We have promised our readers to present them from time to time with notices of works, which from different causes have never been printed, but are lying in public or private collections unseen and unheard of by the world. From these we of course mean to select such only, as are interesting from their matter, as well as their rarity; for we could not hope, nor shall we try, to draw general attention to compositions, the neglect of which is both the effect and evidence of their worthlessness. But there are in many libraries, manuscripts of great value, which reasons not at all discreditable to the authors have prevented from passing through the press, and it is our design to make some of them more known than they have hitherto been. Since our countrymen in India have so vigorously pushed their inquiries into the literature of Asia, the mines of poetry which they have laid open, have been nearly monopolized by the discoverers, while European scholars have held back from the par
ticipation of the treasures which have been offered to their view. The expectations that were fondly indulged by the early orientalists, that the Persian poets would share the palm with those of Greece and Rome, have not yet been realized, and there seems no probability that the reputation of the latter should ever be equalled by their eastern rivals. The extravagant irregularity of their genius shocks the more refined taste which we have imbibed from the Greeks and Romans, and may be considered as one great cause of their unpopularity.
In their pages the greatest blemishes may be found in close conjunction with the greatest beauties, and in the same sentence will often be seen the purest philosophy dashed with the most childish puerilities, and the soundest morality, tainted by the neighbourhood of the grossest licentiousness. To Europeans, also, the scenes and manners they describe are so far removed from observation, as to diminish the interest we might otherwise feel, and above all, the scarcity of the manuscripts in which they are locked up, presents an obstacle which is no longer felt in the case of the classical writers of antiquity. There have been, it is true, some attempts to remedy the last mentioned difficulty. The press established at the college of Fort William, has during the last few years produced, under the auspices of the East India company, printed editions of many of the most popular of the Persian authors, but the paper and type are so bad, and the copies so rare in Europe, that there is no danger at present of their superseding the manuscripts written in the beautifully flowing hand of Persia. The names of some of their poets must be tolerably familiar to the English reader, from the continual notice that is taken of them in books of travels in the east, and his curiosity will be roused to learn something of the men, whose names are revered through the whole of Asia, and whose writings are composed in a language that is the adopted tongue of so many Englishmen..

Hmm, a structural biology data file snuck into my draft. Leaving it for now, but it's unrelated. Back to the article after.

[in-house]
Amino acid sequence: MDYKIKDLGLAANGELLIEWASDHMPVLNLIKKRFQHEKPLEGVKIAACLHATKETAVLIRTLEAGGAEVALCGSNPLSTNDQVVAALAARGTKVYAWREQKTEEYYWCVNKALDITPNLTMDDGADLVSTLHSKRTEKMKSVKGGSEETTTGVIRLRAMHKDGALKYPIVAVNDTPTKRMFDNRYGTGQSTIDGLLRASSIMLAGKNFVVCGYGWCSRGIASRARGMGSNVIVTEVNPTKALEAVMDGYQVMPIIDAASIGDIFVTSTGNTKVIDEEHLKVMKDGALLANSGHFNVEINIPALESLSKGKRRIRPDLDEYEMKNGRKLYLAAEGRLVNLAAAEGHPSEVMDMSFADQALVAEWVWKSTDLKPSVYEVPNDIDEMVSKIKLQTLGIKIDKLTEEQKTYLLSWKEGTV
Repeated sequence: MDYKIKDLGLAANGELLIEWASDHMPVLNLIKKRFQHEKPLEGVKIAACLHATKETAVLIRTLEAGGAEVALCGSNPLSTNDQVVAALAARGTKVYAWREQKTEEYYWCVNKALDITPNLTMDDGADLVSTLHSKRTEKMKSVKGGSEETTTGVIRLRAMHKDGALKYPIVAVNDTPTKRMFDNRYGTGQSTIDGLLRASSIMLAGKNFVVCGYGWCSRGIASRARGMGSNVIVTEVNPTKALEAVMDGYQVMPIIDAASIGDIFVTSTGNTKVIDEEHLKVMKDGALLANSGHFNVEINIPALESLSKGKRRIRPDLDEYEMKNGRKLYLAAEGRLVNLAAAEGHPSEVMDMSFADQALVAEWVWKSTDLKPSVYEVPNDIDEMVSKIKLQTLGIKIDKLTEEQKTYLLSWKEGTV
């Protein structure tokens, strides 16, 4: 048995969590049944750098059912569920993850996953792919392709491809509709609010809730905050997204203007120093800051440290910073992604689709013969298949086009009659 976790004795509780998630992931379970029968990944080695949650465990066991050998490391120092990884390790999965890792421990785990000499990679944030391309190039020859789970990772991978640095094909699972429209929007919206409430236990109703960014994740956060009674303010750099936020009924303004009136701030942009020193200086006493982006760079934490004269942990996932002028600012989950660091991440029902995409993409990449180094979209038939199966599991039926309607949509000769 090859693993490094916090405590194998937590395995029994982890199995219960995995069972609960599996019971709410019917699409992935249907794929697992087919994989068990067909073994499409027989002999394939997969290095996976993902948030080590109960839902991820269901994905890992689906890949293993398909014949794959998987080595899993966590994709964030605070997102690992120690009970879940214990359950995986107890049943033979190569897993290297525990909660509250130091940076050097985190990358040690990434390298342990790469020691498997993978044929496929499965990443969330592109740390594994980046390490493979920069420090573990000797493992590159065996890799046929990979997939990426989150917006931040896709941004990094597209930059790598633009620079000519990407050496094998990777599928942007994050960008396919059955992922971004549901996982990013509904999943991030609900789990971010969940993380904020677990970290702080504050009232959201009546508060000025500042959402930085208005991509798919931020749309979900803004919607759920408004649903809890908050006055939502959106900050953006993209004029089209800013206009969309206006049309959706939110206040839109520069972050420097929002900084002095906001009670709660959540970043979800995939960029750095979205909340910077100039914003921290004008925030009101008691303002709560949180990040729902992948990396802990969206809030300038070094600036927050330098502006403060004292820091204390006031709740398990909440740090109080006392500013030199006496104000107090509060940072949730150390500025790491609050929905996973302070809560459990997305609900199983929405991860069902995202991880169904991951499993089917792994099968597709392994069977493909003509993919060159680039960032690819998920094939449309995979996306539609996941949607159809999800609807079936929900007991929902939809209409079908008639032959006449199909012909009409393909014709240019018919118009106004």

The first of Persian poets, both in age and rank, is Ferdusi. He flourished at a time when the purity of his language had only begun to be contaminated by the conquerors of Arabia, and made it his pride and boast to exclude from his great work every possible trace of the subjection of his country. His style is simple, and its antiquity testified by the absence of that profusion of ornament, which the fancy and learning of the Persians have since heaped unsparingly on their national literature. All these peculiarities he has in common with the great poet of the western world, to whom he is generally and with great justice compared. Each wrote on the heroic age of his country, and each knew how, by the alternate pictures of battle and banquet, by mixing dramatic dialogue with narration, and by
the occasional introduction of episode, to diversify the monotony of scenes of war. But with this similarity, there is all the variety that the difference of country and climate could create, and while we find Homer distinguished for the exquisite correctness of his judgement, we must in Ferdusi continually regret that imperfect taste, which, though fine and chaste when contrasted with that of his poetical successors, renders him incapable of rising to the rank which he might have otherwise attained. It may, however, be truly said of these two great men, that they are the only original writers of heroic poetry that the world has produced. The epic poems of Europe have all been formed on the model of Homer, and by the rules that have been drawn from his example. In Persia none had gone before Ferdusi, and with all his faults, he must be allowed to have employed with great discretion the marvels which the fabulous history of his country supplied. The wonder is not, that he should have fallen short of perfection, but that Homer, under disadvantages so similar, should at once have taken a station among the poets of the whole world, which no succeeding writer has been able to dispute.